However, I will do my utmost, within the bounds of reason and the law, to advance the cause of ecology. This can also be expressed as care for the transmission of traditional knowledge, forever formed from the interactions between humans and the natural environments they often had a hand in shaping.

    2. 2.

      When I first arrived in Hudson, now over a decade ago, I resumed where I'd last engaged the ecology of the mid-Hudson region, which was in the Tivoli marshes in the late 1970s. (The first place I ever saw Least Bitterns.)

      In the meantime, I had science training at two universities (philosophy of science too), and work in a variety of fields from molecular biology (protein separation), to lots of field work with birds.

      So when I arrived in Hudson and made the acquaintance of those who professed to be "environmentalists," I was caught off guard by what I soon realized was an abundance of hypocrisy. After extending the customary gestures of politeness (a flavor of hopefulness), I eventually learned to be less soft (-headed).

      Little by little, though, I did find like-minded people in Hudson, with whom I'd discuss the hazards of engaging certain individuals. Through these conversations, we all became better people, and for that alone I'm grateful for my time here. But all that to the side, we always, always always put Hudson's ecology first, which shaped and grounded our shared vision of what Hudson's waterfront could be.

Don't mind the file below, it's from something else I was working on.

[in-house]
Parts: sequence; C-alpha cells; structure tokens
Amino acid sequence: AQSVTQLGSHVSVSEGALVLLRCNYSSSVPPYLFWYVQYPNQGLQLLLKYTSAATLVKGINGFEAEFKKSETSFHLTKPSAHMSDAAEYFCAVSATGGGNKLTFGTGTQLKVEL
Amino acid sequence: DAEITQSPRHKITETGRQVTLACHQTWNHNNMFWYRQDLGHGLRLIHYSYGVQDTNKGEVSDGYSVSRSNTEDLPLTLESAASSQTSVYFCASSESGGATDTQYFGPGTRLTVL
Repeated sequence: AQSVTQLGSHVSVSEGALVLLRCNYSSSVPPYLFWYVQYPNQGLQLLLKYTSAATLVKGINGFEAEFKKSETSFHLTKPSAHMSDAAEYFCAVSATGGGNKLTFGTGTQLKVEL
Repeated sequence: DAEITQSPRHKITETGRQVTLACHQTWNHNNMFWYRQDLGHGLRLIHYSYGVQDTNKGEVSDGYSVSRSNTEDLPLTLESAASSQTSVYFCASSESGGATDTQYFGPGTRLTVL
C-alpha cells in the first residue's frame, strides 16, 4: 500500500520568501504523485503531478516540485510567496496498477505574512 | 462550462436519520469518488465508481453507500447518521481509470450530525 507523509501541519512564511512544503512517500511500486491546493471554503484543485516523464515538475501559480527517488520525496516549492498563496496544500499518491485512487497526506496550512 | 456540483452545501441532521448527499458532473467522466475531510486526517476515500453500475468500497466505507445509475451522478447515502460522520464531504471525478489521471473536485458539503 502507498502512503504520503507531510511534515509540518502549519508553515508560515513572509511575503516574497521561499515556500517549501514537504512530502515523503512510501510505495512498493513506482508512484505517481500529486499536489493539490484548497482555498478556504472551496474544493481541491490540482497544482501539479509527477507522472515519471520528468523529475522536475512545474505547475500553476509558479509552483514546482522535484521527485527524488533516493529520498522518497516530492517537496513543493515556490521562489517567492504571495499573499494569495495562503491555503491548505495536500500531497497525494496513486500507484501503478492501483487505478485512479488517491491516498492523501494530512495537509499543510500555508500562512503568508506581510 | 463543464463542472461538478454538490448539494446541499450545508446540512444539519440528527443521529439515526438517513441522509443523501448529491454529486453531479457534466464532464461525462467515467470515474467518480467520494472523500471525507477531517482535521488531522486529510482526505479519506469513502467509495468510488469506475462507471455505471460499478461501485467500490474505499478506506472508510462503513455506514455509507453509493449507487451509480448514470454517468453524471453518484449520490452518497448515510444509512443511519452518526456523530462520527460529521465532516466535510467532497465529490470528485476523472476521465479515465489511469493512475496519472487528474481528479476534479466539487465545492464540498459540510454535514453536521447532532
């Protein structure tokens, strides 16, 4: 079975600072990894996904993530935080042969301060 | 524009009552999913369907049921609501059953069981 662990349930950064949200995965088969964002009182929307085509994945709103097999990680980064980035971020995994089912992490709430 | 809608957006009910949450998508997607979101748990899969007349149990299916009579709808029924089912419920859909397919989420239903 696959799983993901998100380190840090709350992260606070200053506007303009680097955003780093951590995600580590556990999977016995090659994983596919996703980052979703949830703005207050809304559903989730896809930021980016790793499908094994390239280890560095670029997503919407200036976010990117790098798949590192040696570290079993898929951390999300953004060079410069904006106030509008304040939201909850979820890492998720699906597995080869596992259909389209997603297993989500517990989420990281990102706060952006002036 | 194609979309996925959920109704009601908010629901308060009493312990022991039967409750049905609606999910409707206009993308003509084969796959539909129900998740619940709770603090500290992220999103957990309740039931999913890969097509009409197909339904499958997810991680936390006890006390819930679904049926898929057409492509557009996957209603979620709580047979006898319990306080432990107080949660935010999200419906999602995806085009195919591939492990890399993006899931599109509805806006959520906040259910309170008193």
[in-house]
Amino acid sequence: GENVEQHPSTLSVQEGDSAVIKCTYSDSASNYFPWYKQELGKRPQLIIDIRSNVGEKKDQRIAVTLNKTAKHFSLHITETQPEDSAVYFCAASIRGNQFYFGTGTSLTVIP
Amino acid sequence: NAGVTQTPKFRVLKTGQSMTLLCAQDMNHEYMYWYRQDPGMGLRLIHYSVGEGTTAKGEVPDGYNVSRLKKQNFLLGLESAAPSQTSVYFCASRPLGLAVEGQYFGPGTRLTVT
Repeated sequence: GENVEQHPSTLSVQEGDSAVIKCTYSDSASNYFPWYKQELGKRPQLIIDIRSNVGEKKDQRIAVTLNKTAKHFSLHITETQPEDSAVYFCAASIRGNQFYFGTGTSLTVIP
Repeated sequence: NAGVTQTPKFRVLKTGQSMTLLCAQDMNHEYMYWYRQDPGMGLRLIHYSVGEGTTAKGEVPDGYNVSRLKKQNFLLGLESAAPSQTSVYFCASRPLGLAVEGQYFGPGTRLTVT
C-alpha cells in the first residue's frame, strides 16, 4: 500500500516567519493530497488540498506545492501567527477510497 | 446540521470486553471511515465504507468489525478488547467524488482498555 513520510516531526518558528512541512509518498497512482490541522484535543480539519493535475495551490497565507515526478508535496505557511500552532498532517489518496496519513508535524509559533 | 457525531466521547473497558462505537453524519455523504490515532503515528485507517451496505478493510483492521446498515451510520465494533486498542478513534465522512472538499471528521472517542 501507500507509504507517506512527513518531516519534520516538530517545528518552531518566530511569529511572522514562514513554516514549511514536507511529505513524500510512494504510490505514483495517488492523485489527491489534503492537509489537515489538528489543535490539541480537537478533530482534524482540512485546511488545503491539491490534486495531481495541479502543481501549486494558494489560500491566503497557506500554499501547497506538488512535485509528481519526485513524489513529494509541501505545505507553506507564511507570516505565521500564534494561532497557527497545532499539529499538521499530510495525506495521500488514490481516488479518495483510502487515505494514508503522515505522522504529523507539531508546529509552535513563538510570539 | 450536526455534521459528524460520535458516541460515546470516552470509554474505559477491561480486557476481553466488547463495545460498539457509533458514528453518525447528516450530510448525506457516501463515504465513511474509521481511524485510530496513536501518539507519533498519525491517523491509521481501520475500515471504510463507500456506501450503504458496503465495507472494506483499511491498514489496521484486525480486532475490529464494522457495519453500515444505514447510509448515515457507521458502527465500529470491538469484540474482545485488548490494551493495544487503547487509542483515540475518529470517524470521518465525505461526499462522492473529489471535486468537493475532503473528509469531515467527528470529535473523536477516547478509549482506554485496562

Now, all these years later, I'm not going to suddenly adopt a noncritical view of those who've vexed every ecological issue since I arrived in Hudson. For the sake of preserving the hopefulness which you and I would otherwise wish to keep intact, those in leadership positions ought to have thought more deeply on the matter. I think I'll let those folks put the toothpaste back into the tube, and I'll just continue doing what I've always done, despite the good advice of those who don't contribute much to my cause (few do).

    3. 3.

      Frankly, I have the state's Coastal Policies and Environmental Conservation Law to back me up. It's that simple.

      And when the State of New York is too lame, or too corrupt, to enforce its own laws in the City of Hudson, then there are federal laws and agencies to be summoned against the state, like giant levers which take an enormous amount of time and knowledge to pull.

      Surely there are good people in Hudson who simply don't have the time to devote themselves to this work on behalf of the ecology. If they have kids, then whatever expression of support they can muster is pretty darned marvelous.

      Meanwhile, I'm free to be relentless in my defense of wetlands ecology. I have no need of the society Hudson offers, nor am I so deluded to suppose that I'd ever have been welcomed into it anyway. That's over and done with, and my freedom from it makes me more effective than I'd otherwise be. Socially, I have nothing to lose.